Roscommon is the 11th largest of the 32 counties of Ireland by area and the fifth least-populous county in Ireland. It has the second least population density after Leitrim.It is the third largest of Connacht’s five counties by size and fourth largest in terms of population. The county borders every other Connacht county (Galway, Mayo, Sligo and Leitrim). Lough Key in north Roscommon is noted for having thirty-two islands. The Geographical centre of Ireland is located in the county.

Roscommon comes from the Irish Ros meaning a wooded, gentle height and Comán, the name of the county's famous saint and the first bishop. Rathcroghan was home to the Kings of Connacht and then to the High Kings of Ireland.

Tulsk is the nearest village to the mythological site of Rath Cruachán, home of Queen Medb (Méadhbh, Maeve). This was the starting point of the Táin Bó Cúailnge, or Cattle Raid of Cooley, an epic tale in Irish mythology. Rathcroghan has been nominated for UNESCO World Heritage Site status in 2010, as part of the Royal Sites of Ireland group, with Tara.

Dr Douglas Hyde, the first Irish president, was born in County Roscommon and the GAA park in County Roscommon is named Hyde Park in his honor. Strokestown Park House and Famine Museum is an award-winning museum for its portrayal of the great Irish Famine. John O'Donovan (1809-61), historian and scholar, visited County Roscommon in 1837. He was compiling information for the ordnance survey. Entering St. Peter's parish in Athlone in June, 1837, he wrote 'I have now entered upon a region totally different from longford, and am very much pleased with the intelligence of the people'.


Castlecoote is a picturesque village which has often won the acclaimed title of “Tidiest Town”. It is situated ten minutes drive from Roscommon Town, and only two hours north-west of Dublin. The property sits on the main Roscommon to Creggs road on the banks of the River Suck which is the main tributary of the River Shannon. Castlecoote has a general store, post office, church and a pub.

Castlecoote House is a local landmark situated on the site of a medieval castle thought to be built between1570 and 1616. It was a strategic site, and may have been the base of the Chieftains of Fuerty, the MacGeraghty clan. In 1616 it fell into the hands of Sir Charles Coote, who improved and refortified the castle. The castle was attacked three times by the confederate forces in the 1640's. In the 18th century the property passed into the ownership of the Gunnings, rumoured to have won it in a poker game. The two Gunning sisters, who were later to become the Duchesses of Hamilton and Argyll, were renowned for their beauty. Their portraits, painted by Joshua Reynolds, can be viewed in the main hall. An impatient Duke of Hamiliton wedded the youngest of the sisters at half-past midnight, with a ring torn from the bed curtains. In the 20th century, the house was owned by Henry D. Strevens, a noted equestrian.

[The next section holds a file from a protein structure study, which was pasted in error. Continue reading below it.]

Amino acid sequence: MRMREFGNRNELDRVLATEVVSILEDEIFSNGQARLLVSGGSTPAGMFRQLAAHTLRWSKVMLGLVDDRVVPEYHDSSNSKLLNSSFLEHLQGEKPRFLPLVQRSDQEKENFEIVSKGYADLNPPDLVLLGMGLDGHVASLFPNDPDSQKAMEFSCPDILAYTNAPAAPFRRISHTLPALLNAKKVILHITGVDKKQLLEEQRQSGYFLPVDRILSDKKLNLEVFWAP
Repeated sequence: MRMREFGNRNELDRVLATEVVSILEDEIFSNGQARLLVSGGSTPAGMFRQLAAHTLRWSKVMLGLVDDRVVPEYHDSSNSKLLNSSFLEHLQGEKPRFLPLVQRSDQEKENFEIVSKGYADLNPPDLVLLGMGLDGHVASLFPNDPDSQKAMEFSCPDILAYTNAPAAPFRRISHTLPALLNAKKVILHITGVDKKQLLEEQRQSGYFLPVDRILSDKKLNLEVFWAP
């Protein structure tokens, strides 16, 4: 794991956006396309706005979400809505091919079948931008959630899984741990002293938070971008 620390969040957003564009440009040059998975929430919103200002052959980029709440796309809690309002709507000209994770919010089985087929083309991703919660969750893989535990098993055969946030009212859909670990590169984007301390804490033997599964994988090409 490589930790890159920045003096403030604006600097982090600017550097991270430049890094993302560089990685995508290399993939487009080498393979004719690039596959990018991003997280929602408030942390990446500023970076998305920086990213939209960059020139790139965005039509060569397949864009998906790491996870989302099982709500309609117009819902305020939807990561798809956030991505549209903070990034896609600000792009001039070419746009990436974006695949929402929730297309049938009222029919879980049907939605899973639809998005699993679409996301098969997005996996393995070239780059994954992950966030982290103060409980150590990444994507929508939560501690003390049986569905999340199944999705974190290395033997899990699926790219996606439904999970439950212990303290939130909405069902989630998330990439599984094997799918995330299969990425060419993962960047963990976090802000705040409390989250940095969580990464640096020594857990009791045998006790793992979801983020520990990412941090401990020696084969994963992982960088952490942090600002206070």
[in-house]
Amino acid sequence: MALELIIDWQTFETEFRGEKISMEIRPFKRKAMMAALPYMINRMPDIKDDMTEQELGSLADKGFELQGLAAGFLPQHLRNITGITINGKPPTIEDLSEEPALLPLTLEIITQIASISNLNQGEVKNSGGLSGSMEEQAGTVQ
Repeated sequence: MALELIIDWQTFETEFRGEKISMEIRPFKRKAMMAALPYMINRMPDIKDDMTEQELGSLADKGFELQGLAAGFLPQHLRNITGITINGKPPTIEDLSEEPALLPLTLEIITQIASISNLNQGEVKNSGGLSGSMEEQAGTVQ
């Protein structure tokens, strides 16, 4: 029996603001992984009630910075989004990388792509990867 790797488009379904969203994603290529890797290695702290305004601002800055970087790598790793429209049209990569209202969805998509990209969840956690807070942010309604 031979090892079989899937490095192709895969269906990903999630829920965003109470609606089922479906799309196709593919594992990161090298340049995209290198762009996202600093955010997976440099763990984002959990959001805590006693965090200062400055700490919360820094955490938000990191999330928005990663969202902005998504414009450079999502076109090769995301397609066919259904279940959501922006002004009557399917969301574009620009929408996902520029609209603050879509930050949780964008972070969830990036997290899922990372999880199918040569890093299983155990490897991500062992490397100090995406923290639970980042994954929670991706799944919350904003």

Castlecoote is also on the route of the Suck Valley Way - The Suck Valley Way is a long-distance trail in Ireland. It is a 105-kilometre (65-mile) long circular route that begins and ends in Castlerea, County Roscommon. It is typically completed in five days.It is designated as a National Waymarked Trail by the National Trails Office of the Irish Sports Council and is managed by Roscommon County Council, Roscommon Integrated Development Company and the Suck Valley Committee.

The Way was devised by the River Suck Valley Development Cooperative, which was formed in 1991 to develop tourism in the region.

The trail circles the countryside around the valley of the River Suck south of Castlerea, which straddles the border between Counties Roscommon and Galway, taking in the "Nine Friendly Villages" of Ballintober, Dunamon, Castlecoote, Athleague, Mount Talbot, Ballygar, Creggs, Glinsk and Ballymoe.

The section of the Suck Valley Way from Ballygar to Ballymoe forms part of the Beara-Breifne Way, a walking and cycling route under development, intended to run from the Beara Peninsula, County Cork to Breifne, County Leitrim, following the line of Donal Cam O'Sullivan Beare's march in the aftermath of the Battle of Kinsale in 1603.


Roscommon: 5 miles (8 km)

Knock Airport::48 miles (78km)

Galway City: 43 miles (69 km)

Shannon Airport: 92 miles (148 km)

Dublin Airport: 106 miles (169 km)

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Changeover day Fri

Sleeps 8

    from £150 /night help

    Estimated nightly price based on a weekly stay. Excludes fees (if applicable). Enter your dates to see the total cost.



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      River L.

      • 3 Years listed

      40% Response rate

      Calendar last updated:25 Jul 2015

      Based in United Kingdom

      Languages spoken
      • English

      Payment accepted

      Credit cards accepted